It’s clear the principles and compass of Wonder have given me the insight to see failures as growth, it’s given me the permission to sit back rather than step in, and it’s given me the confidence to trust the journey and to trust my children.
The truth is that Wonder transfers power from the adults in the studio to the learners. Our goal is for children to become independent lifelong learners who fully accept they are responsible decision-makers in their learning.
Our quest as parents is more about forming character than celebrating report cards. It’s failure – having the courage to risk being knocked down and getting back up again — that makes the hero, not excellence itself.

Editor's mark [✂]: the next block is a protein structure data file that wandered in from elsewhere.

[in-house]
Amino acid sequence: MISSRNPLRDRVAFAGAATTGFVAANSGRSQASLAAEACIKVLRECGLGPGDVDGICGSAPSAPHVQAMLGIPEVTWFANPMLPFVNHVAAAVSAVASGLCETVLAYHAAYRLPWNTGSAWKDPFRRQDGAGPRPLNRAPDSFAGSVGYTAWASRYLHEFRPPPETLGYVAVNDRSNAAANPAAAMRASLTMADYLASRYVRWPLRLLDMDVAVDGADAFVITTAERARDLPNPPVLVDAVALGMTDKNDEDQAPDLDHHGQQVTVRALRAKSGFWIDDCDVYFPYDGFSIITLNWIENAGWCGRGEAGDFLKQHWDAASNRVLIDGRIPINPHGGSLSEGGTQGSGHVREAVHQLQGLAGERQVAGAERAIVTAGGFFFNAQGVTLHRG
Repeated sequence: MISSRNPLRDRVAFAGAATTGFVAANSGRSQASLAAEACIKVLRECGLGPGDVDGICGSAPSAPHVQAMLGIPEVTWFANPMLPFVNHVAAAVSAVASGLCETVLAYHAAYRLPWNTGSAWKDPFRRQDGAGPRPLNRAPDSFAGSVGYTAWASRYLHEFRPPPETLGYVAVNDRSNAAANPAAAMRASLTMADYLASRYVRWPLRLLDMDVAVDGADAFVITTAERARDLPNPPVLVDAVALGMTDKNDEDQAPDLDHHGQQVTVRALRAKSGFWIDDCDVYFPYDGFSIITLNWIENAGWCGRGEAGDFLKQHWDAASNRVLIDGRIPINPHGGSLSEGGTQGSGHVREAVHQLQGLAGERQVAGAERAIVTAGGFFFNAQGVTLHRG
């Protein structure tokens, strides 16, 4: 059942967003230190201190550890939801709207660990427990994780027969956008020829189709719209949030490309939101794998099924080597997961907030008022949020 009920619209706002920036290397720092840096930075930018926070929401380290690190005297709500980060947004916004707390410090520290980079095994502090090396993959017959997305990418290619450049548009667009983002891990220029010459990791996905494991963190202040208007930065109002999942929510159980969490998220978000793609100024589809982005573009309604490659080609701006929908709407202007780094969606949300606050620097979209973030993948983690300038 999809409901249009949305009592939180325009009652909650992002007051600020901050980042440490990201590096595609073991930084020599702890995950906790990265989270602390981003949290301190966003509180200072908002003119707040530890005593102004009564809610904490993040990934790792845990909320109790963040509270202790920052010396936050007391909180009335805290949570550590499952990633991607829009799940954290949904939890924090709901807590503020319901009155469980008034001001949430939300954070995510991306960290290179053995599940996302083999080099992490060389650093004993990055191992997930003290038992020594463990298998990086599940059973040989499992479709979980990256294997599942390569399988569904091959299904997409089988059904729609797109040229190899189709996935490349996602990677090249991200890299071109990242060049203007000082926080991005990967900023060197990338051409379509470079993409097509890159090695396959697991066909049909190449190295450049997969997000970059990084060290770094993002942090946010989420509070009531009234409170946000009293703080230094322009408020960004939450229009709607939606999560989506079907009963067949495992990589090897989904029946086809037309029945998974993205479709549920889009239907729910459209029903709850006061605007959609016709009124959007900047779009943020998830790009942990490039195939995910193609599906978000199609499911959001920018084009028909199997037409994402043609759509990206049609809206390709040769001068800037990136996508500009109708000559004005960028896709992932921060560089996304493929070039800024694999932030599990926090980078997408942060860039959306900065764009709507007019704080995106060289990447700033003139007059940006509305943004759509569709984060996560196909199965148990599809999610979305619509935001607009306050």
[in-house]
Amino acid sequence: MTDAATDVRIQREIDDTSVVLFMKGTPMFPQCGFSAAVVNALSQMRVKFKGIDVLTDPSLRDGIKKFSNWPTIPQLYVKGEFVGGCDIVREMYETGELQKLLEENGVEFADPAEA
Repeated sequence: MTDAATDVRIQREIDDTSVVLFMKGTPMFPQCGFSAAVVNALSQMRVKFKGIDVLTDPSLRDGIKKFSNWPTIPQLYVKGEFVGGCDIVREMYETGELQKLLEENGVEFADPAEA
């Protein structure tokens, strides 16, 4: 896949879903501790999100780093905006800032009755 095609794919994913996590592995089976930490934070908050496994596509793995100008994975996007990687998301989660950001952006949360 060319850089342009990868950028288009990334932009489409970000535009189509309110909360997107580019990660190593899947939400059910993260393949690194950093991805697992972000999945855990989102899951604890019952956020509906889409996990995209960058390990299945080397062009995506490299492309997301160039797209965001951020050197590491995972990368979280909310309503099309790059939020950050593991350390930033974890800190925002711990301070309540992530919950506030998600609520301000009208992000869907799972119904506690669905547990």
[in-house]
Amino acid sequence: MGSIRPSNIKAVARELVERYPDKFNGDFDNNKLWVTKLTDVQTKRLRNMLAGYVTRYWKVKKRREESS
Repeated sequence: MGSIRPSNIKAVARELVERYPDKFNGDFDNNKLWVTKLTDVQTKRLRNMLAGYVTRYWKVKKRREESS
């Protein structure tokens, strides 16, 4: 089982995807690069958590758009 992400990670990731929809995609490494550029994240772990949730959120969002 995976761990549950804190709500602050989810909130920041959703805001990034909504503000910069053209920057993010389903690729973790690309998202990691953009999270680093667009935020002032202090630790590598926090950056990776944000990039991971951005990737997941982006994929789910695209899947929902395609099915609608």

Parents tend to crave the kind of learning that feels familiar to them – especially when it comes to “science.” A recent conversation with a parent best describes why at Wonder, our science learning comes in the form of quests with real world problems to solve rather than textbooks and written tests.
Learning is hard and messy and happens at different paces within the same age range. There are plateaus – even pauses – in learning rather than steady progressions, and these times are difficult. So is resisting the temptation to compare your child to other children.